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Bute battles Pascal and confidence Jan 18 in Canada

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Self confidence is the best outfit. Rock it and own it.

Unknown

By
John J. Raspanti

 

Before he was annihilated by Carl Froch in 2012, former super middleweight champion Lucian Bute was deemed by many an unstoppable force.

At the time of the stoppage, he was undefeated in thirty professional fights with twenty-four devastating knockouts. He had a crisp jab and deadly uppercut. Some said he was lucky to escape with a victory over Librade Andrade in 2008, but in a rematch, Bute emphatically knocked out the tough Mexican in four rounds.

Born in Romania, but fighting out of Canada, Bute was idolized by Canadian boxing fans. He ate up the adulation. Quiet and unassuming, he seemed to grow more important with each victory.

Had the victories gone to his head?

At the weigh-in before his battle with Froch, the pre-fight favorite looked passive. After Froch clocked him with a right hand in the opening stanza, Bute‘s body shook. He tried to box, but was easily overpowered. He backed up and jabbed. He caught Froch with a strong left, but nothing happened.

In round four, Froch backed him into the ropes and unloaded. Bute tried to hold on. In round five his legs were gone. A final onslaught convinced the referee to stop the fight.

http://www.examiner.com/article/carl-froch-dominates-and-brutalizes-lucian-bute-on-his-way-towards-5th-round-tko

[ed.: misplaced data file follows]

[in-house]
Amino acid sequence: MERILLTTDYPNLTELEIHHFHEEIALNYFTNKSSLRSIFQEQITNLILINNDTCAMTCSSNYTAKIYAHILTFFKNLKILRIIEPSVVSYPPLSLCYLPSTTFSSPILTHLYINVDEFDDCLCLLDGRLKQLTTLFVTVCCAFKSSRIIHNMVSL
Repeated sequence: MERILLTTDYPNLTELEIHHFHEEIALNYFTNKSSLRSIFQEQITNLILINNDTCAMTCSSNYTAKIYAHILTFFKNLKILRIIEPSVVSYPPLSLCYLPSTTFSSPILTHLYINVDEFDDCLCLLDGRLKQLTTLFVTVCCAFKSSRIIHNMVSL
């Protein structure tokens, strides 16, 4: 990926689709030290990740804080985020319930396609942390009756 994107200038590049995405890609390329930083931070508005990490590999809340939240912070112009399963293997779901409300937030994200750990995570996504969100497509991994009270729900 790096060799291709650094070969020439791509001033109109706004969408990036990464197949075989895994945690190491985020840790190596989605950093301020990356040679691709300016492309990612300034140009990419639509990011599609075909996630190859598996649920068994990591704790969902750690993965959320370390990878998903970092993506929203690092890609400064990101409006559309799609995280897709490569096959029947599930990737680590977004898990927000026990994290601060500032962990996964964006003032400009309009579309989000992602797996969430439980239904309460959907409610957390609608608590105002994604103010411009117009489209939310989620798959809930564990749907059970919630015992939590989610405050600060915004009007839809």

Bute made no excuses after the loss. Many said he was overrated. They were the same so-called experts who had once proclaimed him unbeatable. The former champion took some time off to be with his family.

Six months later he returned to the ring. His opponent was undefeated light heavyweight Denis Grachev. Expected to win easily, Bute struggled. He looked like a man battling himself. He hung on to win the bout by decision, but many wondered about his future.

Had the Froch fight shaken his confidence? A loss can be a devastating thing to a fighter. It’s even harder on one with an undefeated record. That aura is gone. After Mike Tyson lost to Buster Douglas in 1990, his invincibility disappeared.

Next weekend, Bute, 33, will be back in the ring against fellow Canadian superstar Jean Pascal at the Bell Centre in Montreal, Canada. He’s looked sharp in sparring, but questions linger.

Has he fully recovered from his loss to Froch?

Pascal’s confidence looks intact. After losing his light heavyweight title to Bernard Hopkins in 2011, he’s fought only two times. No matter says Pascal; he’ll take care of Bute with ease.

“I might retire Bute,” he told boxing.com.

Bute, aware that Pascal has had stamina issues in the past, plans to test him.

“Pascal is a fighter boxing between ninety and twelve seconds per round,” Bute told the Journal De Montréal. “He will not be able to keep up with the pace I set. It will be a one-way duel where I control the action.

“We have the tools to beat Jean Pascal. You will see the Lucian Bute of the past.”

Bute will need to summon his former self to defeat Pascal.

If he does he could win. If he doesn’t, Pascal, 31, will swarm him. The outcome could come down to one thing.

Self-esteem.

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